The immense and awe-inspiring Victoria Falls are known to the local people as ‘Mosi-oa-Tunya’ – Smoke Which Thunders’, and is the greatest known curtain of falling water. However you describe them, the falls are a breathtaking spectacle which, “roar as if possessed”, and spew vast clouds of mist from a dark and seething cauldon.” They are one of the greatest natural wonders in the world.
David Livingstone ‘discovered’ the falls in 1885 and named them after his Queen. The scene he encountered was a mile-wide (1.6km)
sheer basalt fault line over which the mighty Zambezi tumbled to a depth of 300 feet (100metres), creating a cloud of spray which can be seen up to 20 miles away.
The Victoria Falls Bridge was commissioned by Cecil John Rhodes in 1900, and was completed by 1905, although Rhodes never lived to see it. It spans the impressive gorge and forms a sort of no-mans land between the border posts of Zambia and Zimbabwe, and provides easy access between the two countries. The famous adrenaline pumping Victoria Falls bungy jump is done from this bridge, with a terrifying drop of 360ft (111m). The bridge has an amazing view of the Falls and the lush green mist-soaked rain forest thatexists on its edge, although nothing can beat a ‘flight of angels’, to fully appreciate the size and grandeur of the falls. There are many vantage points on numerous paths, each giving a different view and some giving a good dousing from the spray. The Knife Edge Bridge is particularly staggering as you stare into the eastern cataract and the main falls towards the ‘Boiling Pot’. A resident troop of very cheeky baboons often clamber around on this bridge and patrol it like a toll gate.
As the Zambezi enters the steep sided Batoka Gorge, numerous frothing rapids churn into a frenzy. It is on these rapids that people unleash themselves in rubber rafts or even on boogie boards, for a white-water thrill of a lifetime. Just about any adrenaline sport can be attempted around here, either on the Zimbabwean or Zambian side. Many people say they prefer the Zambian side of the Victoria Falls, as it is less commercial than the Zimbabwe tourist hub.
This is a small wildlife sanctuary (only 25.5 square miles (66 square kilometres) running along the north bank of the Zambezi, encompassed in Mosi-oa-Tunya National Park. It is worth a short visit not only for the sight of what are probably Zambia’s only remaining rhino, but also for some common species.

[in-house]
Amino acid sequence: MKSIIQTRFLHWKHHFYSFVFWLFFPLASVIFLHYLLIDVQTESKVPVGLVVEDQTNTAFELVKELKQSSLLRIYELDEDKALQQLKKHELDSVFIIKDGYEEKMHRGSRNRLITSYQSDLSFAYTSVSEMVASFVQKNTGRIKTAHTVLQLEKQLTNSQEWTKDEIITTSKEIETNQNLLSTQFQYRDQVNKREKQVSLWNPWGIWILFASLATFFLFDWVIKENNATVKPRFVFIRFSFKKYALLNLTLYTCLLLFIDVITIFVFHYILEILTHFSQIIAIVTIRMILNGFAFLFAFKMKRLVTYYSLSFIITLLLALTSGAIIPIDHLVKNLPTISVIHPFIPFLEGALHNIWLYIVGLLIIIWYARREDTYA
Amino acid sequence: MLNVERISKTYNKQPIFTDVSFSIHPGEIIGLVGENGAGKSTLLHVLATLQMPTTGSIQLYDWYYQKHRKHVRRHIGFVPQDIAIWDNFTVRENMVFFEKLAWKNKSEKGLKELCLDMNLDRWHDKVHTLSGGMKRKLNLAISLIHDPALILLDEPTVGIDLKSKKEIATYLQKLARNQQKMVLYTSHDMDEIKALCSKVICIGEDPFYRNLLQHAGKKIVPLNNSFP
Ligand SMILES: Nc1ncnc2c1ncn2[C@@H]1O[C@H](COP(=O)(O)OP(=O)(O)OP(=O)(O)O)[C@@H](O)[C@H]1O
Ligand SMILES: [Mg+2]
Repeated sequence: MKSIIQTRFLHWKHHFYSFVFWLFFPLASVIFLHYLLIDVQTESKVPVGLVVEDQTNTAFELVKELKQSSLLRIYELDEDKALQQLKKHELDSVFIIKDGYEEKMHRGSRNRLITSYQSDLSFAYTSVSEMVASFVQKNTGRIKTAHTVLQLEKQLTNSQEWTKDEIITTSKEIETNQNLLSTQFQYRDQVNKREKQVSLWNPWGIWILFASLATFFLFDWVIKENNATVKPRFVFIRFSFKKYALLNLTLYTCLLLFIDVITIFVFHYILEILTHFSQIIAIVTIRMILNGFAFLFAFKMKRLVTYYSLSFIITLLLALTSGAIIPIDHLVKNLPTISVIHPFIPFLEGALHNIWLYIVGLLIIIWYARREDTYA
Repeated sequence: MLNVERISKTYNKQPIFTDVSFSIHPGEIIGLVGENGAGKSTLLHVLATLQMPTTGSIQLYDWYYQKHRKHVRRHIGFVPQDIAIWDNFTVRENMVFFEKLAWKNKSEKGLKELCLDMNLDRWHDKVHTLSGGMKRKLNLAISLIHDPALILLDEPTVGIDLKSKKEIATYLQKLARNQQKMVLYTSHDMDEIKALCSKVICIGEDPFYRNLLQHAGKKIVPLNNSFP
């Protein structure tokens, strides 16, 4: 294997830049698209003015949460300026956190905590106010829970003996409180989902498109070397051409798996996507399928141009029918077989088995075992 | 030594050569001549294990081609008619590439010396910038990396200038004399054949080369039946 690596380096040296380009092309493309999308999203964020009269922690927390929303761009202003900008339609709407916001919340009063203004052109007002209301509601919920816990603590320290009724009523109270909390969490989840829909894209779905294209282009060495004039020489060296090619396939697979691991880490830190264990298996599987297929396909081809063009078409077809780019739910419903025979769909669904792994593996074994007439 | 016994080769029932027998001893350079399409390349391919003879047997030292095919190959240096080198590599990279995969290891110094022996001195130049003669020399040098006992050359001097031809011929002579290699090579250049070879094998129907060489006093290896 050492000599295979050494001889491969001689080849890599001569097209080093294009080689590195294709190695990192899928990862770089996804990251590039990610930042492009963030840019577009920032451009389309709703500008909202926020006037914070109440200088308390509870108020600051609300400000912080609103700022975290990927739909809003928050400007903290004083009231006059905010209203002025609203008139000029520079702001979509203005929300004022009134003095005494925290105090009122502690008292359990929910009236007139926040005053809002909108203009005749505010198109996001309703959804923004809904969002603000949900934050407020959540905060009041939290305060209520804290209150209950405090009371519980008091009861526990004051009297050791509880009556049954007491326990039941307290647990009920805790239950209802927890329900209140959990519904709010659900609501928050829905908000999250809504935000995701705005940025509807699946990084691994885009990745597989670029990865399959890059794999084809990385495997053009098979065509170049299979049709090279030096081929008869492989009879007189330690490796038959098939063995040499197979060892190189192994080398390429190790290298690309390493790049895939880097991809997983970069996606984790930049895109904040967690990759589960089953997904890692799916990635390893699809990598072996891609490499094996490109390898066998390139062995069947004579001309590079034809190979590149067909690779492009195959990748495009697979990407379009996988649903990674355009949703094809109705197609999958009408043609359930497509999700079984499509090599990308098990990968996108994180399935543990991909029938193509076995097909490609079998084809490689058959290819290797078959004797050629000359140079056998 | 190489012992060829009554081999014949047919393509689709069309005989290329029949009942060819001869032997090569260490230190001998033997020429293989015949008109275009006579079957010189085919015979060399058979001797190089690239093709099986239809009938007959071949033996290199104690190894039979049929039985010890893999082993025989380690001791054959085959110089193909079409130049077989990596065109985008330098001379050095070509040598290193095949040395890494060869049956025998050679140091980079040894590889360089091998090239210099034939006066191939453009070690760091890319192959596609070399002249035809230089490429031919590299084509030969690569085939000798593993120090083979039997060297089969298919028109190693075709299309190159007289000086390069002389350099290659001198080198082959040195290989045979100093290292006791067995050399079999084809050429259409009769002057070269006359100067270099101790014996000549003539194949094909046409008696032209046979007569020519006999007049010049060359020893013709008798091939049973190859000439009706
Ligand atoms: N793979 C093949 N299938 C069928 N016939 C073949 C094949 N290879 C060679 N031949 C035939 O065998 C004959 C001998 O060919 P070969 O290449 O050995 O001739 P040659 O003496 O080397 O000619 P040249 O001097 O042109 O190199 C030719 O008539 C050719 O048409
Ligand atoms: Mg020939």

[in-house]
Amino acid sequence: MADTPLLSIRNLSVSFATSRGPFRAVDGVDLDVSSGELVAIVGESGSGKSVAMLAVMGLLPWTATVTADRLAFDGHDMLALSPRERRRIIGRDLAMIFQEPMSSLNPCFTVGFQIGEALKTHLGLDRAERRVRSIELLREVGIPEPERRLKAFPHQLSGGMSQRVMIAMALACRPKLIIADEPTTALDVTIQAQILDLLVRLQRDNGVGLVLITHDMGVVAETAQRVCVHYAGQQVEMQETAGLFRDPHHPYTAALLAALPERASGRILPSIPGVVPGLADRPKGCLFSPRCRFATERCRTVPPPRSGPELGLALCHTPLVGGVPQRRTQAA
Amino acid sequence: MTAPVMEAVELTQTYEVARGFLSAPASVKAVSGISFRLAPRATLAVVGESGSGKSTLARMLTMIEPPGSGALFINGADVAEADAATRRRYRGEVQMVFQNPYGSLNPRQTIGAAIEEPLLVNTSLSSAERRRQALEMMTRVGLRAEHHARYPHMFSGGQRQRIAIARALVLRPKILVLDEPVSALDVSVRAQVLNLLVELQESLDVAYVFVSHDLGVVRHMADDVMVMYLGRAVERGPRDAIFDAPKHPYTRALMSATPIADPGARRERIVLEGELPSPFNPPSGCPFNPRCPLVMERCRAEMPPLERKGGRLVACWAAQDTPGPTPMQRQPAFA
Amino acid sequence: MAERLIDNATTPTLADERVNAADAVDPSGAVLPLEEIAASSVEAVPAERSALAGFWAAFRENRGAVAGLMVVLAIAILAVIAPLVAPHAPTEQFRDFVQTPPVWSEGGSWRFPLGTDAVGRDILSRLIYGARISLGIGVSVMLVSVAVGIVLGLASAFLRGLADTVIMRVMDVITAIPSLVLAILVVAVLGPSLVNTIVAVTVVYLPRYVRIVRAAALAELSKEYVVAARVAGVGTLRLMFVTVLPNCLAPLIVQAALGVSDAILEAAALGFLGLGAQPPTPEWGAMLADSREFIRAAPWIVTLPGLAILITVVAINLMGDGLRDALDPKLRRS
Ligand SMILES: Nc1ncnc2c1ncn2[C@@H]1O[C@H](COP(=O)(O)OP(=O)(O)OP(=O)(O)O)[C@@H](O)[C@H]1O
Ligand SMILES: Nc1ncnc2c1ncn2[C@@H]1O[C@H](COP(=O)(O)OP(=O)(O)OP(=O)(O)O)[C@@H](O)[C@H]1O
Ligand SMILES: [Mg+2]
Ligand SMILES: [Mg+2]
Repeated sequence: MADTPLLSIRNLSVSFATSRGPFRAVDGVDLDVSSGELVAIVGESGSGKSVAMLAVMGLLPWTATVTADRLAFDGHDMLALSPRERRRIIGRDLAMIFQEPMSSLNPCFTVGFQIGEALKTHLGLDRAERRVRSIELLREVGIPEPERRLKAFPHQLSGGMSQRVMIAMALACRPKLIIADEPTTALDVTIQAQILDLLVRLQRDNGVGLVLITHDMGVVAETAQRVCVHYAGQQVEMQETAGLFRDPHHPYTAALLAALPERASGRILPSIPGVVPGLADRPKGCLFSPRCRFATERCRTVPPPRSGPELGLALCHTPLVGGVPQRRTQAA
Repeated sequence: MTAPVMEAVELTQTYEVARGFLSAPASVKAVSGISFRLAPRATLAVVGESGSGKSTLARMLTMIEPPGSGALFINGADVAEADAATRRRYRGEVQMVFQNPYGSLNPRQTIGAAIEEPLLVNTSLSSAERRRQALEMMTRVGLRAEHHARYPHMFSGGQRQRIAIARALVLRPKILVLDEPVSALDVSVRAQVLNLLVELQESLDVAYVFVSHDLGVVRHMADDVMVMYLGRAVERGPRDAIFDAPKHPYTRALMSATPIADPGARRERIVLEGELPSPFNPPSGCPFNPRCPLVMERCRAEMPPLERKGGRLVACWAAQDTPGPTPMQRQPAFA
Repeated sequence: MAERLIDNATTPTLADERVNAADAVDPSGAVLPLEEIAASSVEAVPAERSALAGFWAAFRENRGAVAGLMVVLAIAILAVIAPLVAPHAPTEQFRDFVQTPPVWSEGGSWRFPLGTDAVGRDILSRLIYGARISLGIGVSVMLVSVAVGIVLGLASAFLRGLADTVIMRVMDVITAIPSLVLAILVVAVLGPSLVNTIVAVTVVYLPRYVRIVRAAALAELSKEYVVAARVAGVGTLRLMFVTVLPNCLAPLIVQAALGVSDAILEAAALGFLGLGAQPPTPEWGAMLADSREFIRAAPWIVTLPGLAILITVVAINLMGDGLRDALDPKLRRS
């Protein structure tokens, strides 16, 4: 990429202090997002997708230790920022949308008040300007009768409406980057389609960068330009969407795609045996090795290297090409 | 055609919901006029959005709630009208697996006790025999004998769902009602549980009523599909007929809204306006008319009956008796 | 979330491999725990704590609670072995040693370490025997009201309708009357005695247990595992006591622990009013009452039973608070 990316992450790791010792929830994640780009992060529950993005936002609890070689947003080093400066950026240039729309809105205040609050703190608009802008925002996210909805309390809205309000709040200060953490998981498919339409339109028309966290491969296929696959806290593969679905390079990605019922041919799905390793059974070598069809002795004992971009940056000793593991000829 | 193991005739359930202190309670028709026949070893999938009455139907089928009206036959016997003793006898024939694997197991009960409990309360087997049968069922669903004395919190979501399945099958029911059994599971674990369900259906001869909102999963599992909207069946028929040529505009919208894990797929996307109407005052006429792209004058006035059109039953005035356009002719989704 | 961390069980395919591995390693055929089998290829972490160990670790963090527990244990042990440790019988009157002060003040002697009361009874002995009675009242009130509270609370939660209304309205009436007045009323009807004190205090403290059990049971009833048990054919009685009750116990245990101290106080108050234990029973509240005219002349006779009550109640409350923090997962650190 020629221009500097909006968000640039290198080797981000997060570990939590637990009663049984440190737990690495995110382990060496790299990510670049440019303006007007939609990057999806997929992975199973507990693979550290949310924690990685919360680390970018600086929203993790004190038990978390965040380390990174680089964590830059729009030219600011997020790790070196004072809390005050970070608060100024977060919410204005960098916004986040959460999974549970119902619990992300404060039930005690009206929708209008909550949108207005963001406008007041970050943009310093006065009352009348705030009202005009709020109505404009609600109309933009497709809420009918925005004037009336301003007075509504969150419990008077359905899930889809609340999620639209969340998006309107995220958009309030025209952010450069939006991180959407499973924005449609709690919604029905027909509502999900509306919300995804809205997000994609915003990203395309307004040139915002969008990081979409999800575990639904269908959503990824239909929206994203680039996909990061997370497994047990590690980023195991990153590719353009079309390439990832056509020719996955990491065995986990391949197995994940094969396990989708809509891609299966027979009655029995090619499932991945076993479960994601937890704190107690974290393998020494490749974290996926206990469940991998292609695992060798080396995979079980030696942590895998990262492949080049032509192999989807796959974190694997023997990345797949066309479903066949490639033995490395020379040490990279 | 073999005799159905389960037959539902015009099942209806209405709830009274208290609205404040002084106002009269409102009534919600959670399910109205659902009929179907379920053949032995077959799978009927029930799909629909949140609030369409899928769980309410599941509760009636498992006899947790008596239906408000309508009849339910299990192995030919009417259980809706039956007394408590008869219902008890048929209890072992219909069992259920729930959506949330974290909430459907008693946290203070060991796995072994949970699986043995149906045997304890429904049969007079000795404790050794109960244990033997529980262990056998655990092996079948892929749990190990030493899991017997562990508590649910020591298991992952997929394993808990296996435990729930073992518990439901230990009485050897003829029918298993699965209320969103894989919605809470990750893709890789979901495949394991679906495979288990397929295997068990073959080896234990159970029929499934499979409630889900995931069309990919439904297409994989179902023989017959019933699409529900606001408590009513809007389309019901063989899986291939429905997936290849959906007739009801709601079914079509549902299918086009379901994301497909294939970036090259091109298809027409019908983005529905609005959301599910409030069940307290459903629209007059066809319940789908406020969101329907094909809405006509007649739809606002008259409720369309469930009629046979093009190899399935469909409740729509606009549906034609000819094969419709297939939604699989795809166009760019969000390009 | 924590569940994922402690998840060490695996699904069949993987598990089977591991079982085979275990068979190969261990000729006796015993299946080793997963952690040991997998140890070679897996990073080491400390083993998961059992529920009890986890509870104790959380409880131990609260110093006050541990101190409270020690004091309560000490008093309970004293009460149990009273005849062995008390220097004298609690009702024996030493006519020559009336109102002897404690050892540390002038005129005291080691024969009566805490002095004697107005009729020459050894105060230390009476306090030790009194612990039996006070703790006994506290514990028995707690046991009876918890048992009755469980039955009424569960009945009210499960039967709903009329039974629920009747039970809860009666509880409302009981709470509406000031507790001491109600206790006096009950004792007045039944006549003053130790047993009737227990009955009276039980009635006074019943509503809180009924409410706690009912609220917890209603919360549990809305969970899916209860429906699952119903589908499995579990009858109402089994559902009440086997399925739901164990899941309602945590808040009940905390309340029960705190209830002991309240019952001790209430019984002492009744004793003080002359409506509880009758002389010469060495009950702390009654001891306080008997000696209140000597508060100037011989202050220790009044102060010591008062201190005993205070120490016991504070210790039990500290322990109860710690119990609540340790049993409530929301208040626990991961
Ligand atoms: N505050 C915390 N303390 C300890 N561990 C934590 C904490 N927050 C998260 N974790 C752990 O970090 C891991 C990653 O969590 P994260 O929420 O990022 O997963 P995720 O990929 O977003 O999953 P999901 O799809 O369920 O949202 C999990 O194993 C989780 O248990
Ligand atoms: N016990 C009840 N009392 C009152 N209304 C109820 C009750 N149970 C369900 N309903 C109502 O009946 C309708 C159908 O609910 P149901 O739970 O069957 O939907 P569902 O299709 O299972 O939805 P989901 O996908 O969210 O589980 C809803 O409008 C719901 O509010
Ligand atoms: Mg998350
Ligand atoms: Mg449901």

Within this park is the Old Drift cemetery where the first European settlers were buried. They made camp by the river, but kept succumbing to a strange and fatal illness. They blamed the yellow/green-barked ‘Fever Trees’ for this incurable malady, while all the time it was the malarial mosquito causing their demise. Before long the community moved to higher ground and the town of Livingstone emerged.
Livingstone’s main street is dotted with classic colonial buildings, and while some are decaying, many others have been restored. Victorian tin roofed houses with wooden verandas are a typical example of the English settler architecture and there is also a distinct art-deco influence. Livingstone is a quiet lazy little town with much charm and a feeling of optimism in the air.
ANIMALS AND BIRDS
Baboons are frequently seen on the paths leading to the falls and small antelopes and warthogs inhabit the rainforests that hug the edge of the falls. In the wildlife reserve, the pastures and tall riverine forests contain plenty of birds and a scattering of animals including some white rhino, elephants, giraffe, zebra, sable, eland, buffalo and impala.
Rain Season: Peak flood season is in March and April and the falls are at full power. This also means that the full width of the gorge is hard to see and photography is difficult due to immense amounts of spray. The aerial view at this time is spectacular.
Dry Season: The falls are at their lowest around November and December. This season’s gift is the opportunity to appreciate a clear view of the sheer cliffs and the abyss into which the water falls.
LIVINGSTONE – VIC FALLS SPECIALITIES
• Flight of angels over Victoria Falls
• Full moon lunar rainbow
• Baboons and warthogs in the Victoria Falls rainforest
• Sundowner drinks on a boat on the Zambezi
• Attractive birdlife
• High adrenaline sports like white water rafting and bungy jumping
• White rhino in the wildlife reserve
• Superbly positioned riverside lodges
This is a malarial area
It is possible to go from Zambia into Zimbabwe and vice versa quite easily without additional visa fees as long as you are listed as a guest on a hotel manifest
There is a charge to enter either section of Mosi-oa-Tunya National Park